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Individual Risk Aversion Through the Life Cycle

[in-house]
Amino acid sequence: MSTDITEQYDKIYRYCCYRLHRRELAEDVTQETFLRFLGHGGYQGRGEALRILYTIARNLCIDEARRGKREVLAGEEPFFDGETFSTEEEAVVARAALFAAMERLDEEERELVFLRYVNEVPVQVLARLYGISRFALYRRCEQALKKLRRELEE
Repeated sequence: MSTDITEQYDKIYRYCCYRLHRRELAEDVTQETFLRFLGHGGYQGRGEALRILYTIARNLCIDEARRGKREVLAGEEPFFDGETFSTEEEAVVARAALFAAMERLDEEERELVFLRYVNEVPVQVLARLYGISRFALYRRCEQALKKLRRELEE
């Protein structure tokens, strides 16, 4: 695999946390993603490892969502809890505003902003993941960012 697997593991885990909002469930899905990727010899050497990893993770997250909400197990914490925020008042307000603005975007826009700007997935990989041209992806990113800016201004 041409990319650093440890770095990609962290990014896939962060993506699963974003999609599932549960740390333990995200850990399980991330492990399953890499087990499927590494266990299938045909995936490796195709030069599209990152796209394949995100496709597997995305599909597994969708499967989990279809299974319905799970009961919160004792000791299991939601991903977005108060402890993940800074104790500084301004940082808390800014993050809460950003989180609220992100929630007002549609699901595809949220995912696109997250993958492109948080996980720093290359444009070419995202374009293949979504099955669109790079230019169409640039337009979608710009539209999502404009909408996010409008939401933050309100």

I develop a dynamic model of individual lifetime behavior and jointly estimate a set of correlated dynamic equations for observed risk aversion, wealth-related decisions (employment, occupation, investment, and savings), and other characteristics that an individual may value independently of wealth (family and health). I consider how to incorporate observed measures of individual risk aversion (calculated from survey responses) into an empirical model and how to reconcile the use of these observed measures with the economic theory of individual behavior over time. I allow risk preferences to be an endogenous determinant of observed behaviors, and I find that the joint estimation of observed risk aversion and behaviors reduces the bias on the estimated marginal effects of policy variables and better approximate the distribution of individual unobserved heterogeneity. The estimated model is used to analyze investment policies associated with wealth accumulation in the Chilean private retirement system. I propose alternative time-varying default investment schemes showing that, over seven years, slightly riskier investment strategies may increase individual asset accumulation by eight percent or more; and that increases in mandatory contribution rates by three and five percent increase asset accumulation of 10 and 16 percent, respectively.


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